Or, just be French about it. Check out French Vogue's take on motherhood. Talk about ambivalence.

If Drum Can Cat Blog, I Can Kid Blog

| Wed Apr. 1, 2009 1:11 AM EDT

Out of nowhere, my 5-year-old daughter looks up from her crayons and asks, oh so seriously: "Mom. If I become a mermaid, you'll tell me, right?"

What could I say but, "I promise, honey"?

Update: My 7-year-old is wrestling with my 5-year-old. As I head over to pull the abnormally tall second grader off the average height kindergartener, I hear her say: "Get OFF me! My bootie is soooo important to me!"

Seems he was pushing her down into the couch cushions under which was hidden a huge cache of pointy Legos. 

One Pathetic Tip for Surviving the Recession

| Wed Apr. 1, 2009 1:08 AM EDT

Salon has a piece up about the world of hard core scavengers. It's not as gross as it sounds, once you know what you're doing. And get over your pre-Bush/recession heebie jeebies. It put me in mind of a kinder-gentler dumpster diving con I just discovered.

I stumbled on this scam last week when I scraped up the bucks to take the kids to their favorite restaurant (where they scarf down the bread which I've tried, and miserably failed, to recreate Chez Dickerson). They of course call it, "The Bread Restaurant." When I realized I'd left my reading glasses at home and was playing trombone with the menu, the waitress said "I'll be right back."

Turns out they keep a jar full of left-behind reading glasses. Now I pull this sad fake out at every Chili's and above restaurant. It's only fair: I've lost three pair so far this year and it's not quite April. Someone scored mine, right?

Feminism's Frankensteins

| Tue Mar. 31, 2009 10:22 PM EDT

"Feminism's Frankensteins" is Courtney E. Martin's phrase, not mine. And she's right.

Writing in TAP, she argues that, "The era of the singular feminist agenda is over. But that doesn't mean gender-based activism is."

If it's Tuesday, that means the feminist movement has been declared DOA again. This time, though, the analysis is actually worthy. Usually what that means is that women are not, and perhaps never were, discriminated against; the movement is over because it is no longer, or never was, needed. In other words: Bitches, quit your bitching. The absolute worst of these 'feminism is dead' dirges are the ones written by young female wannabees with nothing to offer the world but their quest for unearned fame. Martin's saying something quite different. Attending an old school feminist forum, she writes:

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Madonna vs. Malawi, Part Two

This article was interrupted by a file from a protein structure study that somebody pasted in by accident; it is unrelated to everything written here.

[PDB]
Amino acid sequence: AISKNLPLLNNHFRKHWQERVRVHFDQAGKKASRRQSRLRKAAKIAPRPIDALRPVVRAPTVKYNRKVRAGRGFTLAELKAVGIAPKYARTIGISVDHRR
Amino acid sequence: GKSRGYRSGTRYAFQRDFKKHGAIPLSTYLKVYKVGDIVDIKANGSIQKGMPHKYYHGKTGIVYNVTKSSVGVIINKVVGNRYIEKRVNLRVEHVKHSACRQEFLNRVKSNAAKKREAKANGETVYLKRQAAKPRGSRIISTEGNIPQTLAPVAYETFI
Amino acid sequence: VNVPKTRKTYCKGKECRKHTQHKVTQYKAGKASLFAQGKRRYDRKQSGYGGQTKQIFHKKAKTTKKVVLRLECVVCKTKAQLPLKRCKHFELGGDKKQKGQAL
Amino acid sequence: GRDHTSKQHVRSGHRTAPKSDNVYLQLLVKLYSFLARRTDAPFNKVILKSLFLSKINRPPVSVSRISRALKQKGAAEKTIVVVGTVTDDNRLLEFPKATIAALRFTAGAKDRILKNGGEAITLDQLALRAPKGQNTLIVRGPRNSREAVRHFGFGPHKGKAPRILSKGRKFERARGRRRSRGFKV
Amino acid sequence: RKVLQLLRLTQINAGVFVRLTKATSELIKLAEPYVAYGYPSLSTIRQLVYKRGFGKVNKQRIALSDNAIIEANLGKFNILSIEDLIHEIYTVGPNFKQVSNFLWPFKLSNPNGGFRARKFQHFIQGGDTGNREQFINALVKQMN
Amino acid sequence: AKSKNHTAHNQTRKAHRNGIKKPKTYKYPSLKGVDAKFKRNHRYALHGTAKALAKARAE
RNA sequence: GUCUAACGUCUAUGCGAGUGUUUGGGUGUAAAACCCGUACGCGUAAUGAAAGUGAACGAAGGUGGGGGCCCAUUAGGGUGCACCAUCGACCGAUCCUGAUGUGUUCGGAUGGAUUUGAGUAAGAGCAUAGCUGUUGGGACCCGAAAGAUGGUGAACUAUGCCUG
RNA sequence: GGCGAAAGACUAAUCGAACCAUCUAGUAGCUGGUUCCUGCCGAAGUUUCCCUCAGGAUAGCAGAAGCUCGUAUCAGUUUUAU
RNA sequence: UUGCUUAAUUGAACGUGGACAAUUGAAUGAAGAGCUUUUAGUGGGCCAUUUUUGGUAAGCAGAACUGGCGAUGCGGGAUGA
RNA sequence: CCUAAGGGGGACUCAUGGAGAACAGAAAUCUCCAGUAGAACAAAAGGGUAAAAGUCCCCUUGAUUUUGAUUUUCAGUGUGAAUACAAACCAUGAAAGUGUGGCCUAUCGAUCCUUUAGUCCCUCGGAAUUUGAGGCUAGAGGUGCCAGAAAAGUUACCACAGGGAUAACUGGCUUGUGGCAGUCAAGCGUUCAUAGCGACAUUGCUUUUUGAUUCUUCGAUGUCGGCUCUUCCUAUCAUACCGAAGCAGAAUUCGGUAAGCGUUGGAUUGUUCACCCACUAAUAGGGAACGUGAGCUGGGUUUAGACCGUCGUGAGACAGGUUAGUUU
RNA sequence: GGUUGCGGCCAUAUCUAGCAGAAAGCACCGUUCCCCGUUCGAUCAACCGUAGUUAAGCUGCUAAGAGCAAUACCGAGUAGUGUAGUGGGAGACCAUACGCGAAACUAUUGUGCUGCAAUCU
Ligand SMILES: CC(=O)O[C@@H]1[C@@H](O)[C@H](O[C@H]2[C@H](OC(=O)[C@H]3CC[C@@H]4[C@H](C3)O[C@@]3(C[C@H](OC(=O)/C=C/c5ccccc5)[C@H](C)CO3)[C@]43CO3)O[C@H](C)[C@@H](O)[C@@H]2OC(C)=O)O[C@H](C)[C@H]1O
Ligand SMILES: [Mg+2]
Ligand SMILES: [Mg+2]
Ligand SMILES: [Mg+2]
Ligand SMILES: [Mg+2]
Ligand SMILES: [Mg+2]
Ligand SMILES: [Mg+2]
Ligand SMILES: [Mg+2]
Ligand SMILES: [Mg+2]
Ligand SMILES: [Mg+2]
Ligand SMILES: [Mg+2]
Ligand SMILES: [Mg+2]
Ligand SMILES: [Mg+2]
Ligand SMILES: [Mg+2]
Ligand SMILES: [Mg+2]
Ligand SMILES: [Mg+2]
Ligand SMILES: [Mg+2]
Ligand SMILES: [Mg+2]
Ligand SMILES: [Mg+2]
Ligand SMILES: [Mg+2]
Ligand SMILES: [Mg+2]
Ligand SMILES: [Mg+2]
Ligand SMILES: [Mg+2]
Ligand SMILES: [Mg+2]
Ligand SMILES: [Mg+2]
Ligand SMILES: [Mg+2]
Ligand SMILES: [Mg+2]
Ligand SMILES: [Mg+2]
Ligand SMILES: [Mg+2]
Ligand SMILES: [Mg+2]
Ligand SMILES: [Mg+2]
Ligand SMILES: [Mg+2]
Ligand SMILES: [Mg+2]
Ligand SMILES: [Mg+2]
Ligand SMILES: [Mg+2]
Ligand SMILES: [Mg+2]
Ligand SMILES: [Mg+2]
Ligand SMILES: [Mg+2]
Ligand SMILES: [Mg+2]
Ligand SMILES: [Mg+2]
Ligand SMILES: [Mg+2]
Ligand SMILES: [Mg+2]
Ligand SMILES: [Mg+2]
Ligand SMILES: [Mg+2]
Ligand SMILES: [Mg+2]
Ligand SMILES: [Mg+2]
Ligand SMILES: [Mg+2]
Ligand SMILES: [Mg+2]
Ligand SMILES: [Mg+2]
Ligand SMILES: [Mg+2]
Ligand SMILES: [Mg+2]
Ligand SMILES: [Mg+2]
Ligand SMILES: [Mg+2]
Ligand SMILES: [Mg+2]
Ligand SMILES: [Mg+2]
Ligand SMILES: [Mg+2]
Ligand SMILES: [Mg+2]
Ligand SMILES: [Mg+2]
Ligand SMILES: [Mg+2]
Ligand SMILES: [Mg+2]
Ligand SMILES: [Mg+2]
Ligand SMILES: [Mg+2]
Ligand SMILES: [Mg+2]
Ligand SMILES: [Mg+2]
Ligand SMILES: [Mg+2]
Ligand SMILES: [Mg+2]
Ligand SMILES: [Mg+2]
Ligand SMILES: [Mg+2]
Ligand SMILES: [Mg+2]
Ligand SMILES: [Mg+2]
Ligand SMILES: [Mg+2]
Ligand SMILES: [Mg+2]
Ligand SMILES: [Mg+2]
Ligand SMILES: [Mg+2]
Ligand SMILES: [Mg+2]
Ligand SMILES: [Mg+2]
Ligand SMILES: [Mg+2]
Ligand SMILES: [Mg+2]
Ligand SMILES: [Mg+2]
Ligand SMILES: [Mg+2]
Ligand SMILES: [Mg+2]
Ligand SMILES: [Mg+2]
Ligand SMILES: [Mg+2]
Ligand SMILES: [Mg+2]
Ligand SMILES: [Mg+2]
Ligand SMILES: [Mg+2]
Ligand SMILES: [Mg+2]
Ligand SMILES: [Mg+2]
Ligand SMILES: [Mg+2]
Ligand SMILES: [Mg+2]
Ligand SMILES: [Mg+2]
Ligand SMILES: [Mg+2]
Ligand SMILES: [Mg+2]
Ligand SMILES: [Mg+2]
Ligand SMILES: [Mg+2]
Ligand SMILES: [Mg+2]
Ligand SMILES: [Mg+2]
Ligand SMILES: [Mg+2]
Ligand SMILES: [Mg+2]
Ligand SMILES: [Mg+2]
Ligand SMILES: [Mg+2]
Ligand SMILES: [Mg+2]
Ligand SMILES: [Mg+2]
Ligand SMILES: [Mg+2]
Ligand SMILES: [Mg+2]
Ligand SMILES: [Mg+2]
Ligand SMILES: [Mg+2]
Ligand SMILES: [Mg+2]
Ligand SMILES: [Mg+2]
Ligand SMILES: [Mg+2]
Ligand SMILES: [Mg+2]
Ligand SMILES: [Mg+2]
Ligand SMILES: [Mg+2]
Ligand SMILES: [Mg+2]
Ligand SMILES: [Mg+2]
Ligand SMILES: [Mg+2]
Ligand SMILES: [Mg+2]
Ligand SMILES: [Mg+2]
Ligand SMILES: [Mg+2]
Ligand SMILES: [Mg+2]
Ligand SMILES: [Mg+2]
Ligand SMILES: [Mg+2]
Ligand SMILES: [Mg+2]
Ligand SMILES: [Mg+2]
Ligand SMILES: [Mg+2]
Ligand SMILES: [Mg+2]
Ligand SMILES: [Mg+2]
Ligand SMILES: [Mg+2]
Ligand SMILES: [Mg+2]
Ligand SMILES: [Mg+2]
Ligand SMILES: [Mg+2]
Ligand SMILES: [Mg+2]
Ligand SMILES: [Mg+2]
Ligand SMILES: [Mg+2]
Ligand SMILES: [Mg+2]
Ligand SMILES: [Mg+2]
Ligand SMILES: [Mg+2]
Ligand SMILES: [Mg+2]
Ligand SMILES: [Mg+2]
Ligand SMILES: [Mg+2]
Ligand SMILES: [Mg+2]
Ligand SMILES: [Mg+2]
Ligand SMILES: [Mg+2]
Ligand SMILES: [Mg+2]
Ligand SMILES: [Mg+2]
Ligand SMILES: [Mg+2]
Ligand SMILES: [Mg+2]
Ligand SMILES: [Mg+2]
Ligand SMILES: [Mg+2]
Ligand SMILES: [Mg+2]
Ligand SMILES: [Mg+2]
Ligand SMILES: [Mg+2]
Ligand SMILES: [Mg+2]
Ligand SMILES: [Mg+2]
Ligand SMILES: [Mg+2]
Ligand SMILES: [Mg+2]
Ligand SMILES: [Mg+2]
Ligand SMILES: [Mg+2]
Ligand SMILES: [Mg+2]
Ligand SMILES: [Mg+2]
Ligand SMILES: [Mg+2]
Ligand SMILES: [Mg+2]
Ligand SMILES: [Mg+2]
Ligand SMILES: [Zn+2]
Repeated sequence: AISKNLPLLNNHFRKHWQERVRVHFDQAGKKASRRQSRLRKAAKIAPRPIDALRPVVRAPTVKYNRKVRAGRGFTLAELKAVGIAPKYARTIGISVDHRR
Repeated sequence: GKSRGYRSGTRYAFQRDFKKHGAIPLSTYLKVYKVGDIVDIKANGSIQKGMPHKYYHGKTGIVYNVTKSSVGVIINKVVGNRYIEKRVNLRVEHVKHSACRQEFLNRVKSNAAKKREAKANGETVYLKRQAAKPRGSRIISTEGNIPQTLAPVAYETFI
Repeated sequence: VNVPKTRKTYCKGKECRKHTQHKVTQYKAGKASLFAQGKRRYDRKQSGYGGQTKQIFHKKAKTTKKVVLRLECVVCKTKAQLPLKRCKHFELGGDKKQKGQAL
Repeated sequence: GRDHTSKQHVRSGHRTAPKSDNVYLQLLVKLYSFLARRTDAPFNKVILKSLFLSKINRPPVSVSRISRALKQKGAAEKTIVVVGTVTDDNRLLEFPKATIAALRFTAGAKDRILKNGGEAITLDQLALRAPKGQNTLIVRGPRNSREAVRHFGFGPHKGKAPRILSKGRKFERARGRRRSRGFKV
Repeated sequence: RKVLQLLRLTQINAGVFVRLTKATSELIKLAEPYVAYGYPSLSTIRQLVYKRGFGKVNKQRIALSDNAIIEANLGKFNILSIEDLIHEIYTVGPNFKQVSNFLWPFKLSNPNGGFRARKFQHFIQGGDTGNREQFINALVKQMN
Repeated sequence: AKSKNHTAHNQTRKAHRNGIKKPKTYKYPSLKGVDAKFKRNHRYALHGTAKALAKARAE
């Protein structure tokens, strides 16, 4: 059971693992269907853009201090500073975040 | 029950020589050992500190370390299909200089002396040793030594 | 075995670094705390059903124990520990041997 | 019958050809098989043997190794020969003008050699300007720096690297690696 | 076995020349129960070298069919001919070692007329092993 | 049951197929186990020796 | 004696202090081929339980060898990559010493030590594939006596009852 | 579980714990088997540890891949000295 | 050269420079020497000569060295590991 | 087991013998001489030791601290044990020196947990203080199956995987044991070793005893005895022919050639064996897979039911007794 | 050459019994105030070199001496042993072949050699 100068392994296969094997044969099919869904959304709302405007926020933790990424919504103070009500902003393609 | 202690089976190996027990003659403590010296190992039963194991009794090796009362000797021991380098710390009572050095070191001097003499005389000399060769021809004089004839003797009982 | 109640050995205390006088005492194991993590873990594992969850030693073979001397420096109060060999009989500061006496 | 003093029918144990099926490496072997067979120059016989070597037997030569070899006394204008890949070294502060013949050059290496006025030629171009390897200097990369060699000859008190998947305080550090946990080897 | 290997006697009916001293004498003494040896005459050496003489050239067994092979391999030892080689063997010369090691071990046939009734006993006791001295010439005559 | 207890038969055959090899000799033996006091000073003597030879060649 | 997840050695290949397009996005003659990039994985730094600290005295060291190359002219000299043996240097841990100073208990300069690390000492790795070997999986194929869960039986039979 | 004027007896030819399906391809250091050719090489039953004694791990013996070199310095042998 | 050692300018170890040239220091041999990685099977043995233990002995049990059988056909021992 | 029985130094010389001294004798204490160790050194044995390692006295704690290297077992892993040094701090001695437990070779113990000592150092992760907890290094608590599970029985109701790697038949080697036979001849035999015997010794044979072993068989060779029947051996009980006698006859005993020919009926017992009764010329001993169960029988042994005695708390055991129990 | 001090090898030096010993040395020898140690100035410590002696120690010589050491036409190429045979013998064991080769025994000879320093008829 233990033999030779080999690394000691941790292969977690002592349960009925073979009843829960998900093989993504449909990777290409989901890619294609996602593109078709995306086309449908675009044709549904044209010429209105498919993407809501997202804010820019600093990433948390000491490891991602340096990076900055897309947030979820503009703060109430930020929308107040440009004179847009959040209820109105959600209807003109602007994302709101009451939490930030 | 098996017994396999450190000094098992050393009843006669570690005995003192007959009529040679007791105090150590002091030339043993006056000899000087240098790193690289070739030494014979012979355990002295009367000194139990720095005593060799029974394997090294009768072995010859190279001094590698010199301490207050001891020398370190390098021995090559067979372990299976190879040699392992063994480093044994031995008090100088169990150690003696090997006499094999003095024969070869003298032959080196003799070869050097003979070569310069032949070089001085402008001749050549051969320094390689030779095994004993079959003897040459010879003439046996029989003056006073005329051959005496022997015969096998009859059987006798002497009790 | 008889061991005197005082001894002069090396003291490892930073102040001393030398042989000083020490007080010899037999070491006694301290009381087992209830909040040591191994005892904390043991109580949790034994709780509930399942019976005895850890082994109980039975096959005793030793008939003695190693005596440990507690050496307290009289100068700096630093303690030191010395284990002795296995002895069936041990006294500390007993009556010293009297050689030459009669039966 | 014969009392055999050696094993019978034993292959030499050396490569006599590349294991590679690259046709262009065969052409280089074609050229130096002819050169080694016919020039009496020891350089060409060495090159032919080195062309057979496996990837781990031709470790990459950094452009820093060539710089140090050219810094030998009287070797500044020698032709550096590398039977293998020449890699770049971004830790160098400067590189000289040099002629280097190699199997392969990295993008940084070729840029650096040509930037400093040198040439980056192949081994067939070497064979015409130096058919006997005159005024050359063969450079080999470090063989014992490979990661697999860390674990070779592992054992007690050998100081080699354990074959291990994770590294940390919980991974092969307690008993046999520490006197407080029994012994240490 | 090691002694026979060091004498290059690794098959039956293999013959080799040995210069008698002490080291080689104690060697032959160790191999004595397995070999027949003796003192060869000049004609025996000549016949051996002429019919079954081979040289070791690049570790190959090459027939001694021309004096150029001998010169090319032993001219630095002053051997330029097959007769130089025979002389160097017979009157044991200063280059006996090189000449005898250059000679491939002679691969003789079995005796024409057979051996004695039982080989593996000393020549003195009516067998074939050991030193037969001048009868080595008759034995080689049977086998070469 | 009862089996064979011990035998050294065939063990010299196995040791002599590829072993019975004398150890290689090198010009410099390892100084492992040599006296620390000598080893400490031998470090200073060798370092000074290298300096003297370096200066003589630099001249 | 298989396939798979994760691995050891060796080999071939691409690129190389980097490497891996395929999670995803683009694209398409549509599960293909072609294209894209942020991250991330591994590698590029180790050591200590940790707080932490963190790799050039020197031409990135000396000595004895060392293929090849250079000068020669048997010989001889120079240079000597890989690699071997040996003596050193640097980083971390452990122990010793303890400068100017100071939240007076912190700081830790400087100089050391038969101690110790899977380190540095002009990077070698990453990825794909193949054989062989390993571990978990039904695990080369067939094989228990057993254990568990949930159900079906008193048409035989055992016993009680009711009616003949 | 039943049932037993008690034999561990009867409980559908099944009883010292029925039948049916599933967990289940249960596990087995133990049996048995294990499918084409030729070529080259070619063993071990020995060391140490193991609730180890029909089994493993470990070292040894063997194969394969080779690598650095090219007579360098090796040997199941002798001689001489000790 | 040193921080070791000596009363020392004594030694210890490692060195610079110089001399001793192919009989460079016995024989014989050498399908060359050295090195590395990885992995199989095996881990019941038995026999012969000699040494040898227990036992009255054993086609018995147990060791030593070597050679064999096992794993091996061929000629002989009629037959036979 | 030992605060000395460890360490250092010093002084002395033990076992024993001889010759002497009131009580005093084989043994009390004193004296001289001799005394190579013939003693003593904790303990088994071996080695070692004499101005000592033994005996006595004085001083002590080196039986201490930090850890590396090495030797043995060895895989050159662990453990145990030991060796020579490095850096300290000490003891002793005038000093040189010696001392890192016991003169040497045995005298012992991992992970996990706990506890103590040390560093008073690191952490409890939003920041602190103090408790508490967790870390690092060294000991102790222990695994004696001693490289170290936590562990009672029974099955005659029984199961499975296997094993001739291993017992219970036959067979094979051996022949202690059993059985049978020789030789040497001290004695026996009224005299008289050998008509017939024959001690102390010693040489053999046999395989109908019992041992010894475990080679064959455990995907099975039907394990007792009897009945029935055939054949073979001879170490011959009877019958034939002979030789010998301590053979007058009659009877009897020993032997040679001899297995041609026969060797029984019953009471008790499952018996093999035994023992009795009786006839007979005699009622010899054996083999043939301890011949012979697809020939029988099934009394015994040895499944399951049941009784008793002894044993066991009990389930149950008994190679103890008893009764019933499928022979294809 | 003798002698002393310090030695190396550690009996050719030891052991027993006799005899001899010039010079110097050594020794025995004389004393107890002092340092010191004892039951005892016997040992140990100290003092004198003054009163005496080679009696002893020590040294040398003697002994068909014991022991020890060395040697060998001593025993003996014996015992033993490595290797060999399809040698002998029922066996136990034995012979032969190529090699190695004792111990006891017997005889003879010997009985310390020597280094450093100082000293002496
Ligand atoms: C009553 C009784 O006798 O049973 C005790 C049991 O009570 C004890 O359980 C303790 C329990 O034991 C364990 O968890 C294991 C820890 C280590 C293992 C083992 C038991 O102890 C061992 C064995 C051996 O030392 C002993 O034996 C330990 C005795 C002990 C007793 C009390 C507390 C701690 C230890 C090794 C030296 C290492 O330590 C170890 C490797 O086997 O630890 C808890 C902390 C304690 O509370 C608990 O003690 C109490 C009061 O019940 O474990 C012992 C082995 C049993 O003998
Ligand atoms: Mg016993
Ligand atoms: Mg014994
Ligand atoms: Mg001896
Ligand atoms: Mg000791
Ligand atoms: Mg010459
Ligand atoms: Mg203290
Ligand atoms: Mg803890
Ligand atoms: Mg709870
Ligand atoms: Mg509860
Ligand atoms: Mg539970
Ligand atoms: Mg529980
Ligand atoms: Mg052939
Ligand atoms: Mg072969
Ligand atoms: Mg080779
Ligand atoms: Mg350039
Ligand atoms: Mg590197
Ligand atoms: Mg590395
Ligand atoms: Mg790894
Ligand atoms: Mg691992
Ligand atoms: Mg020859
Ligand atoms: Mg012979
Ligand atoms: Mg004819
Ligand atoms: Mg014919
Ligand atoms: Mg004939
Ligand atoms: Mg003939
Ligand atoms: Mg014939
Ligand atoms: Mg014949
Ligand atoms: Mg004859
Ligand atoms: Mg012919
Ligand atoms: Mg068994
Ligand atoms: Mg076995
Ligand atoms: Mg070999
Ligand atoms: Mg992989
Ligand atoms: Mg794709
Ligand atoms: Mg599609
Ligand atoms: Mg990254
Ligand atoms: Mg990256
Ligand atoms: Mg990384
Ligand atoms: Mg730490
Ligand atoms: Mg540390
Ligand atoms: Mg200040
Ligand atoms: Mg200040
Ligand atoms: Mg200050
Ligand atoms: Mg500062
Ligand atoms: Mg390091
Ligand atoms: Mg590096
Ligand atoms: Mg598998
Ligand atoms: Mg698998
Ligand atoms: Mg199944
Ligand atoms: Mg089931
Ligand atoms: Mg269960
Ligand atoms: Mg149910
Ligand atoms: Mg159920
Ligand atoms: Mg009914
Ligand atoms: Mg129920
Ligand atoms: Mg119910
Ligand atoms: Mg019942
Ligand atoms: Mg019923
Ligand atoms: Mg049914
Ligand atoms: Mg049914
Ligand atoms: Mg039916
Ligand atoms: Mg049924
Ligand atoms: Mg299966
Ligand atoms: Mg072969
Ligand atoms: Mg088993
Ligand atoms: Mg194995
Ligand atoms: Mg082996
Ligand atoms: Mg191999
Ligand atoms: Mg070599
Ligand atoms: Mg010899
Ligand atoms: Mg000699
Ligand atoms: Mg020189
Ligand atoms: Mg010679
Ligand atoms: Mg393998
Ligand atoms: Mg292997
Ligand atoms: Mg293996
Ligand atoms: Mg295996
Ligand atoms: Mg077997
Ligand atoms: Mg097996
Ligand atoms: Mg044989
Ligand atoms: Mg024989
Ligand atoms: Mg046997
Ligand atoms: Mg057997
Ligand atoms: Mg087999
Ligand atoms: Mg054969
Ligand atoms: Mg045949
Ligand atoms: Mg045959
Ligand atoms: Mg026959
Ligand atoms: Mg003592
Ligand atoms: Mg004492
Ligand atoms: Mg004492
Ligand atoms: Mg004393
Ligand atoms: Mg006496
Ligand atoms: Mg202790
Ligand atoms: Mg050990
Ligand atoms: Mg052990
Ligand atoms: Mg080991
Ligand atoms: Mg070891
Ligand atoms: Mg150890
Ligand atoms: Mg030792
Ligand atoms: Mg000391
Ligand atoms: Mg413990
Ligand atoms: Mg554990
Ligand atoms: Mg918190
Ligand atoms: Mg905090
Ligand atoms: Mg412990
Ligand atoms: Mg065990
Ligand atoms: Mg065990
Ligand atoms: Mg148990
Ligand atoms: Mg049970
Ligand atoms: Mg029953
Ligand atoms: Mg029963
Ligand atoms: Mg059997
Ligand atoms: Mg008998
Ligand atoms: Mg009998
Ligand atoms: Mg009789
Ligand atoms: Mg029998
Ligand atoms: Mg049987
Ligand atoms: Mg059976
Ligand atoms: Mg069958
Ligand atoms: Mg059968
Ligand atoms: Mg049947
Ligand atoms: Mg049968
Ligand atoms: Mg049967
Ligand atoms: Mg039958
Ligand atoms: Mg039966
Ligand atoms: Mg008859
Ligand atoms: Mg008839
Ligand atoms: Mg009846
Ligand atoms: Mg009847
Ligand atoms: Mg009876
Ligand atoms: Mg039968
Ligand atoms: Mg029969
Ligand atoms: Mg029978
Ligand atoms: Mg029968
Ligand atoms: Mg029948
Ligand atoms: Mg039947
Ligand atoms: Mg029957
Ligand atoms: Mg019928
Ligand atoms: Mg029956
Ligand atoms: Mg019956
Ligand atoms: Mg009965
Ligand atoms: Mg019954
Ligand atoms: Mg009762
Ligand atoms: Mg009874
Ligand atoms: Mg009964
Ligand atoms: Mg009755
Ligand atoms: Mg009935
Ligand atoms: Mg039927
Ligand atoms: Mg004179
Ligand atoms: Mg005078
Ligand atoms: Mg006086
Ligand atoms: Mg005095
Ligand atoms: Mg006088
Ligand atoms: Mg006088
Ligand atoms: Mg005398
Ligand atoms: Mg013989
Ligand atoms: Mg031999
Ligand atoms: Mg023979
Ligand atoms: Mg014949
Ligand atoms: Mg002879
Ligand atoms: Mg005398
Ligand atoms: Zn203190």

| Tue Mar. 31, 2009 7:31 PM EDT

Madonna's been all over the papers this week as she waits for Malawi to finalize legal proceedings for the adoption of her fourth child, a 14-month old girl named Mercy James. This comes on the heels of increased skepticism over the legality of her prior Malawi adoption: her son David Banda, age three, has a birth father who now claims he regrets the adoption. The rules for international adoption in Malawi are vague, but the 12-month mandatory waiting period (which Madonna appears to have bypassed) is not. Thus, because of her star treatment, Madonna's adoptions have been treated with scorn rather than humanitarian envy. She's even been called out by fellow adoption-happy celeb Angelina Jolie.

Though the recent flurry of celebrity adoptions has definitely brought attention to issues surrounding international adoptions, the results have been mixed. It’s hard to focus on the sinister undertones of taking a child out of a poverty-stricken country with high infant mortality rates. In the Republic of Malawi, for example, almost 12 percent of the population is infected with AIDS, medical care is minimal, and life expectancy hovers around a dismal 43 years. 

But cynics argue that the benefits of international adoption, particularly when the adoptive parents are celebrities, rarely outweigh the costs. CNN wrote of Madonna's first adoption of David Banda in 2006:

Regardless of the motives of their adoptive parents, a child picked up from a developing country and dropped straight into the inevitable media spotlight becomes an unwitting poster child for poverty...
Although Madonna has pledged $3 million to the Raising Malawi charity, which aims to provide care and support for the country's one million (out of a total population of 12 million) orphans, even that generosity is tempered by the fact that the multi-million album-selling artist already has a fortune estimated to be worth some $460 million.

And, as Scott Carney reported in our March/April 2009 issue, vaguely worded international laws and cash-hungry adoption agencies make it very difficult to assure that a child in a poor country has been truly surrendered instead of trafficked. A little bit of extra research, Carney suggests, and adherence to international guidelines could save parents, biological and adoptive, a lifetime of regret.

Rachel Maddow Video 8: Who She Trusts to Report the Bailout

| Tue Mar. 31, 2009 5:21 PM EDT

If you like this video, don't miss our other exclusive Rachel Maddow videos.